By Letter to the Editor on January 4, 2017.
If an obscure, yet preventable disease was killing our children at a rate of one death every 18 hours, there is no doubt Albertans would see an immediate and overwhelming response from government, particularly in the collection and reporting of information. Why then the modest response and slow reporting of opiate-related deaths?
Understanding the scope of a health crisis and the nature of its rapidly changing dynamics is a pillar of public health practice. Yet, the Chief Medical Examiner and the Provincial Health Officer have indicated they will only report the number of opiate-related deaths in Alberta every three months.
Why? Because they don’t have the resources to report more frequently and because they don’t believe it will make any difference.
I find this troubling on two counts. First, why does the Medical Examiner’s office not have sufficient doctors to keep up with the deaths?
Second, more frequent statistics, especially death and emergency room visits for opiates, provide both a sense of urgency as well as a clear signal to frontline workers about what is working and what is not.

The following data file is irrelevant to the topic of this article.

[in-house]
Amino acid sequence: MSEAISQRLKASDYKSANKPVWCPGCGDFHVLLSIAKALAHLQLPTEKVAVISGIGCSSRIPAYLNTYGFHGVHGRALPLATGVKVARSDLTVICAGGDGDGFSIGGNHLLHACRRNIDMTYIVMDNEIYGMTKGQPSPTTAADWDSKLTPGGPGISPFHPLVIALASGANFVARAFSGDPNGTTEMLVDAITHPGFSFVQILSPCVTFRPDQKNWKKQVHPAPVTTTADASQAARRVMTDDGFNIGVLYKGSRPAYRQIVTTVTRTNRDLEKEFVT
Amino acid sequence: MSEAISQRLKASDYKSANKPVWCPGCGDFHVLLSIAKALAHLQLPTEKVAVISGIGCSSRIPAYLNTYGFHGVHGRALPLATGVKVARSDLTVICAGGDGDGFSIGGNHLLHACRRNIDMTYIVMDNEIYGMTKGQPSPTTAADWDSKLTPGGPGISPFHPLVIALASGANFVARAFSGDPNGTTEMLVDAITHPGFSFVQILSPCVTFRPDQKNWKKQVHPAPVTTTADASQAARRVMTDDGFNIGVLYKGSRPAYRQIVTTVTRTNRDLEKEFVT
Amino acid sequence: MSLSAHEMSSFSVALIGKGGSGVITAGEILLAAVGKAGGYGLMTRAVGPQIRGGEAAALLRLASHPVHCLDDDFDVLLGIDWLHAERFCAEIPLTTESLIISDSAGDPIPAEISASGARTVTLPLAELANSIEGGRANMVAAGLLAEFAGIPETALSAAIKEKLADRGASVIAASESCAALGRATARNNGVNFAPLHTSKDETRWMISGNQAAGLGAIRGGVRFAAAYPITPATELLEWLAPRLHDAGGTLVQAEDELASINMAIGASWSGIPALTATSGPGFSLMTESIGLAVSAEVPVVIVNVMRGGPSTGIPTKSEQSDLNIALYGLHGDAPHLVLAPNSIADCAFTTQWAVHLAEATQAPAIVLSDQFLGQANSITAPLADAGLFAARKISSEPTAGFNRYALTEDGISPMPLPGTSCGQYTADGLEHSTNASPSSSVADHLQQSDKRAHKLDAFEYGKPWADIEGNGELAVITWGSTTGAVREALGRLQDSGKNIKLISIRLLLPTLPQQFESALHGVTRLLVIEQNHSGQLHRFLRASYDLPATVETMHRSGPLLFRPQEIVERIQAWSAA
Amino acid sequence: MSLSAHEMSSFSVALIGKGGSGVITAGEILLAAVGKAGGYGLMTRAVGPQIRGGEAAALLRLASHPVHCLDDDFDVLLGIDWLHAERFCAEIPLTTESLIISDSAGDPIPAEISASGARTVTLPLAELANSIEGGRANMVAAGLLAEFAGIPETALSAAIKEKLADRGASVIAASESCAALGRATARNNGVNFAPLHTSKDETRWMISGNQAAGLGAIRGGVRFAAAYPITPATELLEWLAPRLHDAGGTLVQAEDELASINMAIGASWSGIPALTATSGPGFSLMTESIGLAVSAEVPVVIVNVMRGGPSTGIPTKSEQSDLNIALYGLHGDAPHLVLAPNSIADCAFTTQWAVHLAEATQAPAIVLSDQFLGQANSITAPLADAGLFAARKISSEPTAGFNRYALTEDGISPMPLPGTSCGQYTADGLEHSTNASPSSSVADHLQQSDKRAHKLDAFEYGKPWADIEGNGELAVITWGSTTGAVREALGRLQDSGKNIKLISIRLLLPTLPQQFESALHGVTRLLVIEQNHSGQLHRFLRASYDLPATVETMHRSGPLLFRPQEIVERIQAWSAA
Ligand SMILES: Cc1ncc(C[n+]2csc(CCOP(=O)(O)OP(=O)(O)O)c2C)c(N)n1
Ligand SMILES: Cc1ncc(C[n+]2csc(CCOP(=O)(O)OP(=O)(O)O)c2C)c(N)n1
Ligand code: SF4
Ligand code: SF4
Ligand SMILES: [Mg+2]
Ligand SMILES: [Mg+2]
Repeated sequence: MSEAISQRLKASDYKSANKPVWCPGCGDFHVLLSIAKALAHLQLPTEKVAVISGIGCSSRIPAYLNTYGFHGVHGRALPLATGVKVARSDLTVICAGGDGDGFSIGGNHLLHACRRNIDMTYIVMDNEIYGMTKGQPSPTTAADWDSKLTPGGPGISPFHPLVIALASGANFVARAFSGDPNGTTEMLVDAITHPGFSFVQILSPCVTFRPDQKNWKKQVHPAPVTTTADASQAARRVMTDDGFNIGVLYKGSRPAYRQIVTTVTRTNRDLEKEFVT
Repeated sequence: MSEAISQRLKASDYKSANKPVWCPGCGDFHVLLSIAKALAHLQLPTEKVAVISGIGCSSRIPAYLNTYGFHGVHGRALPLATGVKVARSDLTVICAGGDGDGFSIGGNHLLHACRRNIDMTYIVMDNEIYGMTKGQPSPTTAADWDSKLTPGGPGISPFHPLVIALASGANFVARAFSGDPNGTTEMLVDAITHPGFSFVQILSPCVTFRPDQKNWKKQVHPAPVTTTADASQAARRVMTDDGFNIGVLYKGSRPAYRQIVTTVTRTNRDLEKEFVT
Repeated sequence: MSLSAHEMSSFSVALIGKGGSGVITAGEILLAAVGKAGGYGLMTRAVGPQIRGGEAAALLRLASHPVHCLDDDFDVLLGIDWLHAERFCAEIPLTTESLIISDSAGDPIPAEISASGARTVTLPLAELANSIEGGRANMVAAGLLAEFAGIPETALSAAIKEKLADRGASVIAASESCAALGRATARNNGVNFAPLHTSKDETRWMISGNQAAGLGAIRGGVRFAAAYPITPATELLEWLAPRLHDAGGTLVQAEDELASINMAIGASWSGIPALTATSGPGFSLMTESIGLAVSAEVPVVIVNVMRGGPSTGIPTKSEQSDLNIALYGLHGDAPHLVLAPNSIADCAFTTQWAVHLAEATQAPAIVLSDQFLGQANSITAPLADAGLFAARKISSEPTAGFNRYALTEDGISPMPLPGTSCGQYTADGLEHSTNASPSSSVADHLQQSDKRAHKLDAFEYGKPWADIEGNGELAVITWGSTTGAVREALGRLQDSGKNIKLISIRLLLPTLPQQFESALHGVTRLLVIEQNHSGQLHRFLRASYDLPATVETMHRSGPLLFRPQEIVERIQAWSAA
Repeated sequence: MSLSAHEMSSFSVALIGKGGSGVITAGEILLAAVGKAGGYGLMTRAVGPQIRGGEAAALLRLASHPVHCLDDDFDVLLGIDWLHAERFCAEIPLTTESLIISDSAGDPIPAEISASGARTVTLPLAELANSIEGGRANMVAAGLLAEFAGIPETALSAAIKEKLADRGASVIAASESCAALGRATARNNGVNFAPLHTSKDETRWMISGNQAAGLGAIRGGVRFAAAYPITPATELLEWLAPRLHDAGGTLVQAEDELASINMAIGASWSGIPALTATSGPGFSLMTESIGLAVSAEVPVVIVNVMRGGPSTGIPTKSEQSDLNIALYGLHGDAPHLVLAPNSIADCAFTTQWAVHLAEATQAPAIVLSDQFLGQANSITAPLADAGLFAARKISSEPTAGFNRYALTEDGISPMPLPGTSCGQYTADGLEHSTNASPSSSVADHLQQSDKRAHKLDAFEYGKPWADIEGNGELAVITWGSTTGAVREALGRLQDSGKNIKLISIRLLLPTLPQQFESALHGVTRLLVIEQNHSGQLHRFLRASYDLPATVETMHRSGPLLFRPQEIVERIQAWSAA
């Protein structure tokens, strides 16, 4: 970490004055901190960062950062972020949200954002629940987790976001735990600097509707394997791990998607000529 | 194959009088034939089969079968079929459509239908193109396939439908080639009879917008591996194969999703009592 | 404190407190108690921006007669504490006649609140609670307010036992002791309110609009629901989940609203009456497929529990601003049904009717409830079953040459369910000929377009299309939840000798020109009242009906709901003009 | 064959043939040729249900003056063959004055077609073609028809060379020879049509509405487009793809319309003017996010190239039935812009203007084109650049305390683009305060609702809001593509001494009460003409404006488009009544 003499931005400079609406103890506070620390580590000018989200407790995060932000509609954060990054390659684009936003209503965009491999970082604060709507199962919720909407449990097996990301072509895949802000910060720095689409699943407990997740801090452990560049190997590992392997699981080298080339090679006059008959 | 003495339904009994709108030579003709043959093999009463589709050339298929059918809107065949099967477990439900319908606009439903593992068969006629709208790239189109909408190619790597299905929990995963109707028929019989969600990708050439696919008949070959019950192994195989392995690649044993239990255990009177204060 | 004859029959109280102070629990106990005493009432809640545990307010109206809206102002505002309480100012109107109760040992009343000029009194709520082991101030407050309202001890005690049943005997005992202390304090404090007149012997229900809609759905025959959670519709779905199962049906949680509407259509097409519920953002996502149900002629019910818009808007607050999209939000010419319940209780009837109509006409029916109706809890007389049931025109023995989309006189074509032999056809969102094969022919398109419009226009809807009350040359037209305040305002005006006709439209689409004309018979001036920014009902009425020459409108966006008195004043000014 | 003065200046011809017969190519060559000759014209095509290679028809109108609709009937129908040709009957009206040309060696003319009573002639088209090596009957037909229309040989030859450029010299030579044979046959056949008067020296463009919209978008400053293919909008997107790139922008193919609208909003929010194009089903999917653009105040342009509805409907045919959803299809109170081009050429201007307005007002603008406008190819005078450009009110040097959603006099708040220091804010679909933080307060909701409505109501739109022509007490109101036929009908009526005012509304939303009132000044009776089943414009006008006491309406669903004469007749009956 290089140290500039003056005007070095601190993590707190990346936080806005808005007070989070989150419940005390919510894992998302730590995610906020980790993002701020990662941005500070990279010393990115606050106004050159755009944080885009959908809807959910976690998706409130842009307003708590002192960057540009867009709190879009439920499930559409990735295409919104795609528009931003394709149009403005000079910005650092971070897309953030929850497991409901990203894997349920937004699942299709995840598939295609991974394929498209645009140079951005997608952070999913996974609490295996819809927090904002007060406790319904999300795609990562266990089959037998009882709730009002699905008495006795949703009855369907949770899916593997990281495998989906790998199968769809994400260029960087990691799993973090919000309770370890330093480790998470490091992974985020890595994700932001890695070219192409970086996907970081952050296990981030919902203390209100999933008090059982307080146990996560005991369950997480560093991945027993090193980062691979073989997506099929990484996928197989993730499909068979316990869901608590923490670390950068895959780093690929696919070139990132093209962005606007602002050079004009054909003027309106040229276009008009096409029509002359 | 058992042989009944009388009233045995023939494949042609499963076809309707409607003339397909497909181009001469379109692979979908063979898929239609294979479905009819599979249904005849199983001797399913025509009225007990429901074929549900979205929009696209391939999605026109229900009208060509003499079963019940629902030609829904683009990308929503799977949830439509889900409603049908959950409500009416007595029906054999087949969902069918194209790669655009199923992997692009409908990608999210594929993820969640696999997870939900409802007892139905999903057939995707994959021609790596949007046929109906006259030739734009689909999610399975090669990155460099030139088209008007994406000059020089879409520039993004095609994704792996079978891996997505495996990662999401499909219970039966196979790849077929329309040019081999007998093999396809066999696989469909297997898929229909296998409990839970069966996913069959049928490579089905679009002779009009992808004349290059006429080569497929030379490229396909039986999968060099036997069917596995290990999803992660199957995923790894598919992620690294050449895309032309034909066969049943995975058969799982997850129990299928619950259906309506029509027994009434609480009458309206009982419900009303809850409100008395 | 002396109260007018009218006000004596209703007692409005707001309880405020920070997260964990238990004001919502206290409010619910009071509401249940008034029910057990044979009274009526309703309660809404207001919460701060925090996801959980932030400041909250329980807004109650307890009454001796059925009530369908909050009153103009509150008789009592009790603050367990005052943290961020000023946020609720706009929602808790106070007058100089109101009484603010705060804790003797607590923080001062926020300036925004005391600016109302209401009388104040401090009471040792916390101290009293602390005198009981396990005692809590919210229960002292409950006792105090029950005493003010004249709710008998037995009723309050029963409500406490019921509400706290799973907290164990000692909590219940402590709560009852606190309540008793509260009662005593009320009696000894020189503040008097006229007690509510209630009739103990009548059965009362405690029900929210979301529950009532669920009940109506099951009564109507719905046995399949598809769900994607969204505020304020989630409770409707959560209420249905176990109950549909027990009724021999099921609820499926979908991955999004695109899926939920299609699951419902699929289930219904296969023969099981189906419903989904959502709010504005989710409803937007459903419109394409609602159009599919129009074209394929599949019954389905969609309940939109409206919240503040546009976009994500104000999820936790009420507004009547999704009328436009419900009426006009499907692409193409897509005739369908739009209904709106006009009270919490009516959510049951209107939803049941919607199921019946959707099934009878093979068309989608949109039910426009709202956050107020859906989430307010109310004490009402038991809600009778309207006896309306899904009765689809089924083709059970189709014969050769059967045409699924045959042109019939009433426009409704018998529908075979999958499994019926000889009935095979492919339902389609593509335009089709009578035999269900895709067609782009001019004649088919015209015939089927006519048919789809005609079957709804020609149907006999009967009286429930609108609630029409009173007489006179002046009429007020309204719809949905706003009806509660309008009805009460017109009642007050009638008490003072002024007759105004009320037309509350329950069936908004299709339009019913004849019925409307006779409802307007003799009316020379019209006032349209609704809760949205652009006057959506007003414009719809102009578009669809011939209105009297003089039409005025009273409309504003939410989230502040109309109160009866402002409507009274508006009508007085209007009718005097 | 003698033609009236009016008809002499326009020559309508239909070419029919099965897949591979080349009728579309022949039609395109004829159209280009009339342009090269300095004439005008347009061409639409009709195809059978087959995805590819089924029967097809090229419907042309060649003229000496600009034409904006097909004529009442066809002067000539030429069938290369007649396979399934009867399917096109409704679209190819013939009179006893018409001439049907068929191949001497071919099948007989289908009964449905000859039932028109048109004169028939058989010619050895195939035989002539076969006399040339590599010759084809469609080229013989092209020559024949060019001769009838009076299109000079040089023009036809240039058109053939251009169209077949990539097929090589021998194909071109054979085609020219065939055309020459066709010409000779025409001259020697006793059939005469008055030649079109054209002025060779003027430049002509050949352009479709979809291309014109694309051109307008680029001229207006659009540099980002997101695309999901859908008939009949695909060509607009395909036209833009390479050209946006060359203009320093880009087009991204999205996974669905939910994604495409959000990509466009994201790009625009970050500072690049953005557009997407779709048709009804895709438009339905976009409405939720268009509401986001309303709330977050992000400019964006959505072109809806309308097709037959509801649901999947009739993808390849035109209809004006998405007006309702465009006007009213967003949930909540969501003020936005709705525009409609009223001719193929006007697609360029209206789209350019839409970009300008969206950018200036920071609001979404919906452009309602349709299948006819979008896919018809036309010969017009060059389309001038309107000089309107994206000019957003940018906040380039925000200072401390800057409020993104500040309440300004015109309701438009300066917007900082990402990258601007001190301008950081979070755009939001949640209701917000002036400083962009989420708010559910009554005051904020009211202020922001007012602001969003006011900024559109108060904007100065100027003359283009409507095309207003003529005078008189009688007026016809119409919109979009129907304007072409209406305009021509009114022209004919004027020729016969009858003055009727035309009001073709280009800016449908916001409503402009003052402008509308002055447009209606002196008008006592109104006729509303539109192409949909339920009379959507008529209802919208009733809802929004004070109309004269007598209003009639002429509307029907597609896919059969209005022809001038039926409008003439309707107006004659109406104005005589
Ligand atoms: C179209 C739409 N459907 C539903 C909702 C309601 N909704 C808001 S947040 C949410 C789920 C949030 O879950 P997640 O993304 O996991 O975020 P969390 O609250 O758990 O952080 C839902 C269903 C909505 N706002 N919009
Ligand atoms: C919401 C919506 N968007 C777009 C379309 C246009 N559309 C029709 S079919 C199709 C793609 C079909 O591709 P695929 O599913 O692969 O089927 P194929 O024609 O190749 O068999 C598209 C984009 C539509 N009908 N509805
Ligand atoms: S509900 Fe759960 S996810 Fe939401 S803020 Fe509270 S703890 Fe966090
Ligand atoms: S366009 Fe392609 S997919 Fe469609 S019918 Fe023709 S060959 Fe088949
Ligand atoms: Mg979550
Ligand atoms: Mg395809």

If Alberta Health was reporting on the wait-time for those seeking medical care, it would become graphically clear how a four to eight-week wait to access treatment is costing lives.
Police and EMS, too, have indicated their growing frustration at the numbers and the “revolving door” they experience with people who are:
a) Not getting the quality or timely access to medical supports they need for what is a long-term mental illness and addiction;
b) Not getting the psychological and social supports they need to recover control of their lives;
c) Not getting the material supports (stable housing, food, living allowance) to regain mental and physical health, confidence, independence and return to the workforce.
Mental illness and addictions are not fundamentally police issues – they are medical issues.
This crisis is now in its fourth year and the number of preventable deaths continues to skyrocket. It is long past time to acknowledge that more targeted resources are required.
We need harm reduction and supervised treatment and we absolutely must have a reporting regime that reflects the urgency and priority of this complex epidemic.
Lives will be saved, health-care dollars will be saved, and our dedicated police and EMS workers can focus on the other legal and medical issues they are trained to deal with.
Dr. David Swann
Leader, Alberta Liberal Opposition
MLA, Calgary-Mountain View
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